Ever since reading his book “Pocket Guide to Adulthood,” I have been a fan of Jason Boyett’s humor, honesty, and bluntness. His writing is conversational, and, for the most part, he doesn’t offer the “fluff answers” most Christian-youth-writers give to students. Yeah, some answers are “churchy,” but they’re still Truth; and Jason doesn’t back down from the Truth … he explains it so people can understand it. His book, “A Guy’s Guide to Life” offers nothing less.
For the most part, I skimmed through this book (much of what Boyett writes about doesn’t apply to me, today), and I liked what I read and saw. Although, because I know a lot of teen guys struggle with their sexuality (or have questions about sexuality in general), I would have liked to have seen a section on this, or at least some type of talk about defining what a healthy sexuality in Christ looks like. There is some references, but there could be more.
Still, I have definite plans on going through this book with a bunch of teen-guys. Here are my reasons why I would:
- Boyett makes it clear that being a man is not defined by culture, mindsets, or myths, but rather being a man is based on what God has already said about you and what He calls you to be. This is an important message for teen guys to hear, especially in an age where media has so much to say about the sexes – which is not always positive.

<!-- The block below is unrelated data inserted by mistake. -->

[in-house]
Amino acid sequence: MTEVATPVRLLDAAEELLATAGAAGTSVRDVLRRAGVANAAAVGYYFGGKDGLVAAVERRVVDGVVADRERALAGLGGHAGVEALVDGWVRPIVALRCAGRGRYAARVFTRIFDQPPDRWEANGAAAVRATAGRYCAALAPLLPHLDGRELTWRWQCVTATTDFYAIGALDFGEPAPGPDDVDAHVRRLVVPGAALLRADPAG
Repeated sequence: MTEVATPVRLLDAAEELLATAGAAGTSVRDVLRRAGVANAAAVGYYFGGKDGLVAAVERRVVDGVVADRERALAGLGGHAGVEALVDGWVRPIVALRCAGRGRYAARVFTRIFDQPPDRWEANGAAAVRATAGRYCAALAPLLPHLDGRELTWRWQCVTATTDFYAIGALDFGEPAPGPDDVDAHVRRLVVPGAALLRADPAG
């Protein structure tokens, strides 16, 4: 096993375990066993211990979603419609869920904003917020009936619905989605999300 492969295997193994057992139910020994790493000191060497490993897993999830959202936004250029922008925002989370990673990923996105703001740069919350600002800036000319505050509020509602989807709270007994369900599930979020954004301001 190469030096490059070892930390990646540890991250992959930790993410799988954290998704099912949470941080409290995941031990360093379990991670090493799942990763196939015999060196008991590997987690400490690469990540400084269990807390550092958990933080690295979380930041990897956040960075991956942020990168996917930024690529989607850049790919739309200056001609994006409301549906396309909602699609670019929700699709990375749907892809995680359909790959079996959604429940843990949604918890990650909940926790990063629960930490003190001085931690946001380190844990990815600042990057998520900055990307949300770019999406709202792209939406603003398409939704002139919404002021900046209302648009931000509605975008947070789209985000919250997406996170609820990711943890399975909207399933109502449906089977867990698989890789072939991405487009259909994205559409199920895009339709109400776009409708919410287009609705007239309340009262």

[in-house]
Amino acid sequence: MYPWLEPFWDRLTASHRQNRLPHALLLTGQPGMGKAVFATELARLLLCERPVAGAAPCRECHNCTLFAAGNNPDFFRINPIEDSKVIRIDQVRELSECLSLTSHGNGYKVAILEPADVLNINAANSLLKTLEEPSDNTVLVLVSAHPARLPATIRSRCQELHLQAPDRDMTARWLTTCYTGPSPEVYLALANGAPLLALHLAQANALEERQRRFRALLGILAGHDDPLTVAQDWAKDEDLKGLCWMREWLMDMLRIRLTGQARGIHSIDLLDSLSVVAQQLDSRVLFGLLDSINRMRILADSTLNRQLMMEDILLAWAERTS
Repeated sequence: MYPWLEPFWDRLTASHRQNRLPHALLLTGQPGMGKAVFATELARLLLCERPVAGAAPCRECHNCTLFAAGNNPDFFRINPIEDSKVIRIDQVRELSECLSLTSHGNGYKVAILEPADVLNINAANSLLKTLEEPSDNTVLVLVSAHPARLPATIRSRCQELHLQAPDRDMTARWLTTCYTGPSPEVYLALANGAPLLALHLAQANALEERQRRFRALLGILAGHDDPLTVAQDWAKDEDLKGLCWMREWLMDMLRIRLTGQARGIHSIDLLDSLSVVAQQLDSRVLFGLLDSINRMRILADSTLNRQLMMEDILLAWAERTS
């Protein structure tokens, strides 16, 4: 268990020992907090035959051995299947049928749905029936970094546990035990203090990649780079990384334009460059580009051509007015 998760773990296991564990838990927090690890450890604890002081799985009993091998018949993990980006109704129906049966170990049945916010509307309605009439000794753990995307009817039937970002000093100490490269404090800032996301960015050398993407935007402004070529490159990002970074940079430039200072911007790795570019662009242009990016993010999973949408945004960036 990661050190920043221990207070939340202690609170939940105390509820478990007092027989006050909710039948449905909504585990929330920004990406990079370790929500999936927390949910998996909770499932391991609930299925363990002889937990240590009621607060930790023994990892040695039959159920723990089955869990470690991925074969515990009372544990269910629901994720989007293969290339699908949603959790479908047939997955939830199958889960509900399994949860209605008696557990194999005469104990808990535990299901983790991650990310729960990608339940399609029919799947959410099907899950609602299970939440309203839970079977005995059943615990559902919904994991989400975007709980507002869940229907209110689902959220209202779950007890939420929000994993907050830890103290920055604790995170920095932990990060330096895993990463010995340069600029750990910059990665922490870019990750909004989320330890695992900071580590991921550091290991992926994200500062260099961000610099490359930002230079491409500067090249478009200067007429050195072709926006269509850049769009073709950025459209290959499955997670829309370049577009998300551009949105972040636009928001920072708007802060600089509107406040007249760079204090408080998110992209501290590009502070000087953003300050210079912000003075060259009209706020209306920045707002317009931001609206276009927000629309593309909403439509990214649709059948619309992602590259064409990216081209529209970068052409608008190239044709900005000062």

- Boyett breaks the book down in three sections: mind, body, and soul. He covers the bases and helps guys to look at their whole person rather than a few aspects.
- Boyett talks to guys about a range of topics, from sex to dressing like a man, to understanding women and loving people. This is not just a “sex-book” or a vague book on being a “nice-guy.” Jason tackles real issues from all sides that every guy is sure to face and deal with in their teen years.
- Boyett’s talk about sex is honest, vulnerable, and biblical – I really digged this chapter. Honestly, most “guy books” fail in this subject, because they give simple and safe answers. While they are not wrong answers, they are not very helpful to the honest questions being asked in youth ministries, small groups, and teenage minds.
- Boyett asks questions that can lead into great conversations between teens and adults. Whether you use this book as a youth pastor, a small group leader, an accountability group, or as a mentor, each chapter enables you to spring-board into deep conversations. The book – to me – is a conversation piece, and should be used as such.